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House panel rejects what some called an Amendment 2 repeat

Author: Marianne Goodland - March 28, 2018 - Updated: March 29, 2018

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sincerely held religious beliefsCharlie Craig and David Mullins, plaintiffs in the Masterpiece Cakeshop case, testify on House Bill 1206. Also shown: attorney Sara Neel of ACLU and bill sponsor Rep. Stephen Humphrey. Photo by Rep. Jovan Melton

DENVER — A bill many feared would take Colorado back to its 1992 reputation as the “hate state” failed in a state House of Representatives committee Tuesday night on a party-line vote.

House Bill 1206 would have allowed those with “sincerely-held religious beliefs” to discriminate against LGBTQ individuals, according to witnesses who testified on the measure.

The House Judiciary Committee’s five-hour hearing on the bill, dubbed the “Live and Let Live Act,” featured testimony from the couple at the center of the Masterpiece Cakeshop case currently in front of the U.S. Supreme Court. It ended with a 7-4 vote against the measure.

The bill was sponsored by Republican state Rep. Stephen Humphrey of Severance, who has tried for the last four years to pass similar measures related to the free exercise of religion.

House Bill 1206 was directly tied to the cake-shop case and what happened to the shop and owner Jack Phillips. The bill stated that a cake baker “who willingly served customers from every walk of life” was forced to shut down part of his business, forced to undergo government “re-education” and file compliance reports when he declined to create a wedding cake that would have celebrated a marriage his conscience rejects.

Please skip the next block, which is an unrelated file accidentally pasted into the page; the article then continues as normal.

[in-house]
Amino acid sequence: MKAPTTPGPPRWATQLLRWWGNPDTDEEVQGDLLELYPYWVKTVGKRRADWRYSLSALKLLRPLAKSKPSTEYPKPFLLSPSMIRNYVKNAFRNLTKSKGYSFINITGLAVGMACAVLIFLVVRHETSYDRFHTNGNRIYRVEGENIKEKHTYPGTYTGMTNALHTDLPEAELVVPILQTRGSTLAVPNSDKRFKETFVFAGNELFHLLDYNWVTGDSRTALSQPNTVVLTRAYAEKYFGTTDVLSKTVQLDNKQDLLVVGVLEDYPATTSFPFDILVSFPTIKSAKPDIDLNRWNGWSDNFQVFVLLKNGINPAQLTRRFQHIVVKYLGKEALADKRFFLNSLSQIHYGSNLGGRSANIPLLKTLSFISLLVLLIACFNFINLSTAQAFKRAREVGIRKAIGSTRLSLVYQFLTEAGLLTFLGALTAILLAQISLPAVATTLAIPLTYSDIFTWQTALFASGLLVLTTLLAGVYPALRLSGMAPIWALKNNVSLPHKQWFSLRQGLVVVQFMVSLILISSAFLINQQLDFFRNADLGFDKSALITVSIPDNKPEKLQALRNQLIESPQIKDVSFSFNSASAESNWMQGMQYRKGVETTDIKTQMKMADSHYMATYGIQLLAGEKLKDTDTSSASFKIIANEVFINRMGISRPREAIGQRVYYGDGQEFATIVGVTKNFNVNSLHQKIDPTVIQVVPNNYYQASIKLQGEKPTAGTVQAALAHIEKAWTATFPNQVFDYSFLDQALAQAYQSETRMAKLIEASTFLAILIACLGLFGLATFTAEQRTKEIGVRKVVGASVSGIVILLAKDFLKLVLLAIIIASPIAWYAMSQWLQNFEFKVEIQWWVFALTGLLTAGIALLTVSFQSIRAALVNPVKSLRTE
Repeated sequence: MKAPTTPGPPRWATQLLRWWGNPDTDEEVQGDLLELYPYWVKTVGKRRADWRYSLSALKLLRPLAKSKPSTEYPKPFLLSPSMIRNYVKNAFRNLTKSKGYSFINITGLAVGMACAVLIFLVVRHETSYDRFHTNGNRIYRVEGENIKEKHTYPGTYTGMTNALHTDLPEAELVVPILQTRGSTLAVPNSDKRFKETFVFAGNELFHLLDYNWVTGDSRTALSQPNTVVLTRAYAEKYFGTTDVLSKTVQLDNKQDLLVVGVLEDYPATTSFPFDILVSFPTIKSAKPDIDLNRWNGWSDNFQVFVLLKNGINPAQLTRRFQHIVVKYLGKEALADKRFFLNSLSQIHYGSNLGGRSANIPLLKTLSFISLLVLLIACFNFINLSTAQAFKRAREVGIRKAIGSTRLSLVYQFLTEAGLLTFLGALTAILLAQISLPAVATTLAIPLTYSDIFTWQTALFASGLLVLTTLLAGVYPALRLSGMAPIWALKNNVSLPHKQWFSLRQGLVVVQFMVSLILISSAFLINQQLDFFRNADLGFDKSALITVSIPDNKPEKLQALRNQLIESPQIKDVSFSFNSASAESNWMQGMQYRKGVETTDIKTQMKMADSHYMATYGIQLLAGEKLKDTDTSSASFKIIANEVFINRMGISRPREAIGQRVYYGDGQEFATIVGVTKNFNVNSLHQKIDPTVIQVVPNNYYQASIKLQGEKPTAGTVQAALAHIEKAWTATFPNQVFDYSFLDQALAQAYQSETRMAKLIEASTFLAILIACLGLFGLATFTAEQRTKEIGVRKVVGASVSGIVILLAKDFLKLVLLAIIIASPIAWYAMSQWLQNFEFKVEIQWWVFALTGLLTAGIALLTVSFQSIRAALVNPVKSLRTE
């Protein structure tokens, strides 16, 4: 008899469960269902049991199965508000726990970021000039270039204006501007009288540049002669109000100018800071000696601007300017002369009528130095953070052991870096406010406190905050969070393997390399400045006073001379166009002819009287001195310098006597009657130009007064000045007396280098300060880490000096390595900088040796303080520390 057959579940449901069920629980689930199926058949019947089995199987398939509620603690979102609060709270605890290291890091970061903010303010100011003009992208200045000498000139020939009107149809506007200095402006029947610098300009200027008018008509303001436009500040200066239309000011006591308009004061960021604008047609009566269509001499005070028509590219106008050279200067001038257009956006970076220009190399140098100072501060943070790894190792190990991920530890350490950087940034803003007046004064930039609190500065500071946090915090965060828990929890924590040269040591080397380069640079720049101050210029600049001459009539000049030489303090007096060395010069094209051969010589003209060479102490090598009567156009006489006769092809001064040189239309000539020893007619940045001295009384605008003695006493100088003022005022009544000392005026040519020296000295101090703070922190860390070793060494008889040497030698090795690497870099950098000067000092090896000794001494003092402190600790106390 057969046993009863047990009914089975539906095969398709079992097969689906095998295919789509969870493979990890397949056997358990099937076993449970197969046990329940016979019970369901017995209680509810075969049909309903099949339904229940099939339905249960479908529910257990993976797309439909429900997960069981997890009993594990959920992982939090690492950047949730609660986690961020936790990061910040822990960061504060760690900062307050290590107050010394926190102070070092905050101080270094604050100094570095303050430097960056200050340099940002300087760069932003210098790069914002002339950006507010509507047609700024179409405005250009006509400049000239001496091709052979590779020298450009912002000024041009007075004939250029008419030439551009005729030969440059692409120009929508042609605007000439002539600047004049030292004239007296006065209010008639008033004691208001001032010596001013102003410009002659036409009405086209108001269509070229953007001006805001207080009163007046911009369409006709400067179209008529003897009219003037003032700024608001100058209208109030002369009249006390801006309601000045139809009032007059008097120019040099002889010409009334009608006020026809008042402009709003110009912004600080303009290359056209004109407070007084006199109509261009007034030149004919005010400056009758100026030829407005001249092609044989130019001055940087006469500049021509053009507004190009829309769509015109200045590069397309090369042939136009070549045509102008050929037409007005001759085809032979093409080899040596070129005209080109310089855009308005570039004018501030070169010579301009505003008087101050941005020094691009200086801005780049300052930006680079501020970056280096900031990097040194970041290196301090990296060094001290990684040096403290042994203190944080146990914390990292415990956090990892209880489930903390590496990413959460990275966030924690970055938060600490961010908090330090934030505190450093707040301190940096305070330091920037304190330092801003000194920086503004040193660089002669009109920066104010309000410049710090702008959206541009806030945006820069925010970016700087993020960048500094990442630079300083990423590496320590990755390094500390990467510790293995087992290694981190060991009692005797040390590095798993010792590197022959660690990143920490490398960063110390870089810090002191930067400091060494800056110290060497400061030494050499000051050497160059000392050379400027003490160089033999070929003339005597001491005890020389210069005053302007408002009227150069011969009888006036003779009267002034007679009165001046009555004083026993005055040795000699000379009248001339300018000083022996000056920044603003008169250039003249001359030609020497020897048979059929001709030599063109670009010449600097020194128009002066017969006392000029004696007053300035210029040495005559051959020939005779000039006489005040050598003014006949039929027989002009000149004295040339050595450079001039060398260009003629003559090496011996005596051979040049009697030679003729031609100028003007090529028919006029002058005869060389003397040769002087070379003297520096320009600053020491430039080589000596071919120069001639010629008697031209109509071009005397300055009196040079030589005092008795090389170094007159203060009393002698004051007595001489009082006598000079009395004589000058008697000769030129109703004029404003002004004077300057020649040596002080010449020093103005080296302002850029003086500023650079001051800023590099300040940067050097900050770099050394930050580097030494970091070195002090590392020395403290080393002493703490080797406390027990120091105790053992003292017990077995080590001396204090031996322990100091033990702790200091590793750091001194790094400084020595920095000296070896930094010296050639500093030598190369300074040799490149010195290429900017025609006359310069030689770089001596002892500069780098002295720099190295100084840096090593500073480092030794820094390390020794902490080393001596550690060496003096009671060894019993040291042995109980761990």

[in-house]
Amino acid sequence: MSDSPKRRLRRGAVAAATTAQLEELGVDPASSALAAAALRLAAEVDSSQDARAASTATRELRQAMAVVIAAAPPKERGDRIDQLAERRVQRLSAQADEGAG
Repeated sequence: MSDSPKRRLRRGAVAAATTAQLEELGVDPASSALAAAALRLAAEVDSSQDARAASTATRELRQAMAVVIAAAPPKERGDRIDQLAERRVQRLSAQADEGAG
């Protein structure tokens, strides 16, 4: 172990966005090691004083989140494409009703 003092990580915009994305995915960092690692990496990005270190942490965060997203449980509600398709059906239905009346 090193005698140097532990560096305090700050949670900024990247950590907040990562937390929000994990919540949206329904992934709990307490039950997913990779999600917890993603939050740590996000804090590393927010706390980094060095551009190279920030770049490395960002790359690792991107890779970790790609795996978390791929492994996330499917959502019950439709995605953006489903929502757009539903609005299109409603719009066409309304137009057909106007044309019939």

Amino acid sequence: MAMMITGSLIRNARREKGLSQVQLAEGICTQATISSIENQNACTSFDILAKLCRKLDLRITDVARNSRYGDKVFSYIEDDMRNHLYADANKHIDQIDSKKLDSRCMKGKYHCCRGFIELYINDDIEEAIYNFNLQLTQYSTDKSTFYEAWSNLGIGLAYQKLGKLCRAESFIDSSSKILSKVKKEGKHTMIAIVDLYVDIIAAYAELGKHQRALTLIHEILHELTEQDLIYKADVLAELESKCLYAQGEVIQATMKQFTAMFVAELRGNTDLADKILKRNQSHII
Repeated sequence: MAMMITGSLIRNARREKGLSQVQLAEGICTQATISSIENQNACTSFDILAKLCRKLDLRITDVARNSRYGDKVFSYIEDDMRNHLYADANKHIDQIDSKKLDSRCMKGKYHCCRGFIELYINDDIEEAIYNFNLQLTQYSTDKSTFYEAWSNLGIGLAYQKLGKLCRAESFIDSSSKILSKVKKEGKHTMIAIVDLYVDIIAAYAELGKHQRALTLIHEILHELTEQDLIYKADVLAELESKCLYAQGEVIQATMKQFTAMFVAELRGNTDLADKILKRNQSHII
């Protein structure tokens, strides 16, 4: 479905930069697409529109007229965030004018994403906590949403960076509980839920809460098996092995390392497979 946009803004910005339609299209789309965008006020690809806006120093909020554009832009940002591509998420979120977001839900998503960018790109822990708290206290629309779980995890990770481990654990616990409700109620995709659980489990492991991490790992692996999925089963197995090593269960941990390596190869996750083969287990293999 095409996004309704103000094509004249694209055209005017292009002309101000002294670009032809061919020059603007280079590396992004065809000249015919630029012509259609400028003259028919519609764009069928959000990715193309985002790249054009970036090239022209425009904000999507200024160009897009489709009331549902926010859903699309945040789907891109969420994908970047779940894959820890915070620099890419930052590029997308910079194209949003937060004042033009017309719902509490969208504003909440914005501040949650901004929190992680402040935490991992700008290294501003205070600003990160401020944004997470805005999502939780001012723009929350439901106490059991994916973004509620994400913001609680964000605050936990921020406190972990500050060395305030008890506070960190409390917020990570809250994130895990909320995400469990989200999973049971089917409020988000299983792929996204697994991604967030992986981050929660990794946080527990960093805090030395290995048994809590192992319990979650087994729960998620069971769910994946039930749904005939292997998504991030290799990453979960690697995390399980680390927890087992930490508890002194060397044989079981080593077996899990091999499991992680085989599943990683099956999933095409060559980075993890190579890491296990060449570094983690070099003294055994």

The bill would have barred the state government from taking action against religious organizations or persons with “sincerely held religious beliefs or moral convictions.” That was defined in the bill as “protected” beliefs “regarding the sex of two individuals who may enter into a marriage.”

Under the measure, protected religious beliefs would have allowed a person or organization to withhold services related to marriage or goods or services related to that, including housing, employment, adoption or foster services, health care, even gyms.

It also would have applied to speech in the workplace and created a way for county clerks or other authorized individuals to withhold marriage licenses to same-sex couples, despite a 2015 U.S. Supreme Court ruling that legalized same-sex marriage.

Sponsor Humphrey, a military veteran and former police officer, claimed his bill would create a way for protected classes — whether religious or LGBTQ — to coexist.